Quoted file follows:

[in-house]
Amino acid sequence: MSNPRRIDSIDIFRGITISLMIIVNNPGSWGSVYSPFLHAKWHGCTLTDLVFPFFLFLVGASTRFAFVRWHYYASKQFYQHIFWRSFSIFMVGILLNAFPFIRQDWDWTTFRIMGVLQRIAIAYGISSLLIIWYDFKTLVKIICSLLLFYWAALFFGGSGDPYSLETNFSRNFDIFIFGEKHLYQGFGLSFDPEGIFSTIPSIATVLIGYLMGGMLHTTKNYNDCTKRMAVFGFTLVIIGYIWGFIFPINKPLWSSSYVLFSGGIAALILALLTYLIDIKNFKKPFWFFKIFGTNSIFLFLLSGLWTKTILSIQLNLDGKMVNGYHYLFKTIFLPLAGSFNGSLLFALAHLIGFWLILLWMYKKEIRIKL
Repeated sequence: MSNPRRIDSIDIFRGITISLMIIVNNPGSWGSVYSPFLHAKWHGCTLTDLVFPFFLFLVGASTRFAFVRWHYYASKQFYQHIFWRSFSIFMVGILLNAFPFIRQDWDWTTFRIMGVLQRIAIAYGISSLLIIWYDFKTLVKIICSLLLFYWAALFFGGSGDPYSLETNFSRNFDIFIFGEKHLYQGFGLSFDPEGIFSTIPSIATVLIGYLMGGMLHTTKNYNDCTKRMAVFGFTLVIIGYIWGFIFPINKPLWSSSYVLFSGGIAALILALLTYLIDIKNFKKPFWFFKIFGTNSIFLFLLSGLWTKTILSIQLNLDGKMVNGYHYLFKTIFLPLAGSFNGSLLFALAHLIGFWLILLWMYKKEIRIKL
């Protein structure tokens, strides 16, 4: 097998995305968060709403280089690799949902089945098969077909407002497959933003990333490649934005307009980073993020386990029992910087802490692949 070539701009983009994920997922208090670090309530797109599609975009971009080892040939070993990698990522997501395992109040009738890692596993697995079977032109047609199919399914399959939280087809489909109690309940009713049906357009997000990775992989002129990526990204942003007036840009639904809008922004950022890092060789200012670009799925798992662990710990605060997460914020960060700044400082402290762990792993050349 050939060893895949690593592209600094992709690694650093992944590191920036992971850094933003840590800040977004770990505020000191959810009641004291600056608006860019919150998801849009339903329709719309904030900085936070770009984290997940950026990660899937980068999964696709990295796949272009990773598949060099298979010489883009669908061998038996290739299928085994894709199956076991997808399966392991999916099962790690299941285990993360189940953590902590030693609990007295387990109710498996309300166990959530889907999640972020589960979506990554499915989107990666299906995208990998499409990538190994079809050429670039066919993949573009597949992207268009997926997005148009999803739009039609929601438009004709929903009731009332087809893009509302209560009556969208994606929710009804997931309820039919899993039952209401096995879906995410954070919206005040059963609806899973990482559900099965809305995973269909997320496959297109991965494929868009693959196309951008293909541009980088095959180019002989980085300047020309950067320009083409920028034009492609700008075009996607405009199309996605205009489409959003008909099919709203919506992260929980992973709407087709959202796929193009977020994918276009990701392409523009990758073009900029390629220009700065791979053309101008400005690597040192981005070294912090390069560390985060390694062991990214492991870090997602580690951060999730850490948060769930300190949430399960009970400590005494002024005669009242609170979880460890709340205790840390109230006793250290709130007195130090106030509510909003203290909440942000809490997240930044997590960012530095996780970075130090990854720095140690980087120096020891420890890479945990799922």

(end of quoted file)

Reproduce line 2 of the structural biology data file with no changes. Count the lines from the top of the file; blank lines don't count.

Amino acid sequence: MSNPRRIDSIDIFRGITISLMIIVNNPGSWGSVYSPFLHAKWHGCTLTDLVFPFFLFLVGASTRFAFVRWHYYASKQFYQHIFWRSFSIFMVGILLNAFPFIRQDWDWTTFRIMGVLQRIAIAYGISSLLIIWYDFKTLVKIICSLLLFYWAALFFGGSGDPYSLETNFSRNFDIFIFGEKHLYQGFGLSFDPEGIFSTIPSIATVLIGYLMGGMLHTTKNYNDCTKRMAVFGFTLVIIGYIWGFIFPINKPLWSSSYVLFSGGIAALILALLTYLIDIKNFKKPFWFFKIFGTNSIFLFLLSGLWTKTILSIQLNLDGKMVNGYHYLFKTIFLPLAGSFNGSLLFALAHLIGFWLILLWMYKKEIRIKL